Wednesday, May 27, 2015

Research is always a part of guided inquiry. Choice Literacy offters some good, practical tips. Enjoy!

The Big Fresh Newsletter from Choice Literacy
May 23, 2015 - Issue #434
Starting with "Secondly"
Stories are as important as food and love.

                                                     Chimamanda Ngozi Adichie

In her beautiful TED talk, The Danger of a Single Story, Chimamanda Ngozi Adichie describes her childhood perception of the houseboy who worked for her middle class family in Nigeria. Her mother told her that the house boy was poor, and chided Chimamanda when she didn’t eat all her food, describing how hungry the houseboy’s family was and how they would love a plate of food like hers. One day Chimamanda’s family visited the houseboy’s village where she saw a beautiful, handwoven basket made by the houseboy’s brother. Chimamanda was startled that his family had such talent and skill, and that they were obviously so hard working. Her single story of the houseboy was that he was poor.

For the last 12 years, I have worked in high-poverty schools in Georgia in various capacities. Inevitably, poverty forms a strong story line for those of us who spend a lot of time in schools where economic need is obvious. We say things like, "Ninety-eight percent of the students are on free or reduced lunch," or "Her mother has two jobs and doesn’t have time to make sure she gets her homework done." But this poverty story line is already well known, and its familiarity interferes with authentic connections with students, which are essential for teaching and learning.

The problem with single stories, Chimamanda explains, is that they impede relationships. It is very difficult to connect with someone when we see only one dimension of them, when we let our stories “flatten” them. Chimamanda suggests that rather than telling and retelling single story lines about people, we can go straight to a second story, a story that elevates them to the place of shared humanity. By attending to children’s second stories--starting with “secondly”--we can create a more balanced narrative about them, which affects them, us, and our interactions.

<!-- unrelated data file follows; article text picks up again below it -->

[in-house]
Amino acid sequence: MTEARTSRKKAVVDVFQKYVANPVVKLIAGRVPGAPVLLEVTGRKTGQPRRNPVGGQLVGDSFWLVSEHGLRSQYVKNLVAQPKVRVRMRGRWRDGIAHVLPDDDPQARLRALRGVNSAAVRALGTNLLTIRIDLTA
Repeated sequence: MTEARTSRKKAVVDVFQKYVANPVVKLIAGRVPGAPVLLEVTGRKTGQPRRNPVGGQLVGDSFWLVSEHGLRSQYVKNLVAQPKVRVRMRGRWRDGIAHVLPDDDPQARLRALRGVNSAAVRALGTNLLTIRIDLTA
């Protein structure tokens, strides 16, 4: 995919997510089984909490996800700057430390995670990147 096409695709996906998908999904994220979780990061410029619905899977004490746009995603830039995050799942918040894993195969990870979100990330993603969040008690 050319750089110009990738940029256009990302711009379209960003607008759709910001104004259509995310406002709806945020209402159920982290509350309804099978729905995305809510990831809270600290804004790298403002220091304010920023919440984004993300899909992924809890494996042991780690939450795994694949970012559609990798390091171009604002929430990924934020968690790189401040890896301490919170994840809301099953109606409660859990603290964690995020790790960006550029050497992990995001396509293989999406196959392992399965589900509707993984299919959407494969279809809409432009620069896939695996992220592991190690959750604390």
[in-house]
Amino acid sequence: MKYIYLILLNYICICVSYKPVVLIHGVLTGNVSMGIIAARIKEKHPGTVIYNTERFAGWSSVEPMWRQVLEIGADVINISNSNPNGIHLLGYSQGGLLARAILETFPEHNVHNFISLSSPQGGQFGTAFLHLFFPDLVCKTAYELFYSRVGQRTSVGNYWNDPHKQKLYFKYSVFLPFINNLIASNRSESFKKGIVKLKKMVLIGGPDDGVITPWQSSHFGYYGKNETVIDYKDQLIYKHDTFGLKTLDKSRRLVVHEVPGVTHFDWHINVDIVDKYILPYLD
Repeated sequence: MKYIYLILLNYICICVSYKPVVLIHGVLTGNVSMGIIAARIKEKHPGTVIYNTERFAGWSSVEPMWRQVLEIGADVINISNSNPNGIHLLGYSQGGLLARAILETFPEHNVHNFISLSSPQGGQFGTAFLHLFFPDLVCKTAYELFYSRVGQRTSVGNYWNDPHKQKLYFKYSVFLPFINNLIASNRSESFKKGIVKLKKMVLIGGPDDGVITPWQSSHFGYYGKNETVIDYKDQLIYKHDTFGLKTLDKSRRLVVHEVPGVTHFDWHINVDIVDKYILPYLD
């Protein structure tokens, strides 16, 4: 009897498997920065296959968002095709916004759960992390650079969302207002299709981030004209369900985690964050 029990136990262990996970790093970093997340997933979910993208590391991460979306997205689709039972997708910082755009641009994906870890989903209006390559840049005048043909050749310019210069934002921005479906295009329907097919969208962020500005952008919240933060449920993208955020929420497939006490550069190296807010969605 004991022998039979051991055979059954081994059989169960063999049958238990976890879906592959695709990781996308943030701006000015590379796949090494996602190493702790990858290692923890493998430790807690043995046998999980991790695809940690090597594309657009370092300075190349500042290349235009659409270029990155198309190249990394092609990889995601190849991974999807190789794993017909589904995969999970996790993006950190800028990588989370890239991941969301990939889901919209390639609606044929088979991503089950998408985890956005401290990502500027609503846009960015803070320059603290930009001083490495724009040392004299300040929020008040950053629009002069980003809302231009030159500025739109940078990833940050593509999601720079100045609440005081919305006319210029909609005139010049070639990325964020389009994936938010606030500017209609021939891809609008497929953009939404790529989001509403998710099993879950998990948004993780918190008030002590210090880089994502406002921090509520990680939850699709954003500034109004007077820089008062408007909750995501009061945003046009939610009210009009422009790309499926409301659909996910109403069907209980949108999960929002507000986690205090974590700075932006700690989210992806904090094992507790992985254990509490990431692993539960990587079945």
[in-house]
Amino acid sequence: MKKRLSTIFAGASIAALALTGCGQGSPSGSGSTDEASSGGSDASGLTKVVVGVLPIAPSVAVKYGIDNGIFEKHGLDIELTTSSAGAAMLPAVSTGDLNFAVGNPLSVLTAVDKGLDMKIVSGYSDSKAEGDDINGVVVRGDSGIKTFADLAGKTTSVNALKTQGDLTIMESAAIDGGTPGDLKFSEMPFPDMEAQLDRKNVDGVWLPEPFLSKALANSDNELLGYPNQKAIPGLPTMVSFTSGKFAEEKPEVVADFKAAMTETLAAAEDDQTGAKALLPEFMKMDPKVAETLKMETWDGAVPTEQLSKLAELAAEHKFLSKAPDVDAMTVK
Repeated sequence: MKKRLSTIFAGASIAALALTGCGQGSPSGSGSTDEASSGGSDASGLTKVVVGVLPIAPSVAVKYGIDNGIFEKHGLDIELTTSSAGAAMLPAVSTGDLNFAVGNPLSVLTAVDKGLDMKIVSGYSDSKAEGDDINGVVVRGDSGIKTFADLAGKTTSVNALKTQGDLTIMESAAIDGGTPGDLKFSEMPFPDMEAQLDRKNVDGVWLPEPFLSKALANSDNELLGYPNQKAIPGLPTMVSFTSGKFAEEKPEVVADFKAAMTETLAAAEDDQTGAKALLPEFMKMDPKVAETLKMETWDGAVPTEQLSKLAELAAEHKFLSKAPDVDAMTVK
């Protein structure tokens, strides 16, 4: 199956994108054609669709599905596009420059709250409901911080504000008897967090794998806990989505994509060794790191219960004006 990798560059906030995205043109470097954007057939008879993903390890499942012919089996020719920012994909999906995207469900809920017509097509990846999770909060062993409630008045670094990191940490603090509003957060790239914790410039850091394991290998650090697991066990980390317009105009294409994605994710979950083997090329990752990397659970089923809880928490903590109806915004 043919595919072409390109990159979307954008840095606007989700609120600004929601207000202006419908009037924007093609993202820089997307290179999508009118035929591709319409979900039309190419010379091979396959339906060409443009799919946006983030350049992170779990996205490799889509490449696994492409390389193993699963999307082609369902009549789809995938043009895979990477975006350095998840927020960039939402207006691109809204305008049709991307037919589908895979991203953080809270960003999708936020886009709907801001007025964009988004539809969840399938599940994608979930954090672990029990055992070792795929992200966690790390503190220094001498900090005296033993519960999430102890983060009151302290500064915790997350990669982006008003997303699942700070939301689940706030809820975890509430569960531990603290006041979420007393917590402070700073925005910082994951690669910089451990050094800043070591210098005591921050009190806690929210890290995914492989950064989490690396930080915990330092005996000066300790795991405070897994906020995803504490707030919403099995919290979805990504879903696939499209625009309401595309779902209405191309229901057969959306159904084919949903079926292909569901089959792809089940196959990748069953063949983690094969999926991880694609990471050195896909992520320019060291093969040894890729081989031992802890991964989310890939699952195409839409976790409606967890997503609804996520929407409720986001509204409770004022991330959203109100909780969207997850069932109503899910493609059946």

The children with whom we work are much more than the income or formal education levels of their families, and we cannot reach or teach them well until we see their second stories first, learning to appreciate the ways they are more like us than different.

What are your students' second stories? What can you do to make your students’ second stories your first memory of your experience of them this year? How will you lead with these second stories as you communicate with the teachers who will work with them next year?

This week we look at student research. Plus more as always -- enjoy!
Jan Burkins
Contributor, Choice Literacy
Jan Burkins collaborates with Kim Yaris at Burkins and Yaris -- Think Tank for 21st Century Literacy, where their blog and their instructional resources have drawn a national audience. Their new book, Reading Wellness, is available through Stenhouse Publishers.

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Gretchen Taylor is streamlining research check-in with her middle school students by using Google Drive, and in the process gets data that is far more useful for her teaching

Late in the year is a great time to reflect upon what really matters in teaching and learning beyond test scores. Katherine Sokolowski does just that in What I Know to Be True:

You can access
Chimamanda Ngozi Adichie's TED Talk "The Danger of a Single Story" at this link:

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Join Lead Literacy or renew your Lead Literacy membership online in May and receive a free copy of Heather Rader's book Side By Side, a $25 value. Offer expires May 31 and is for online credit card orders only:

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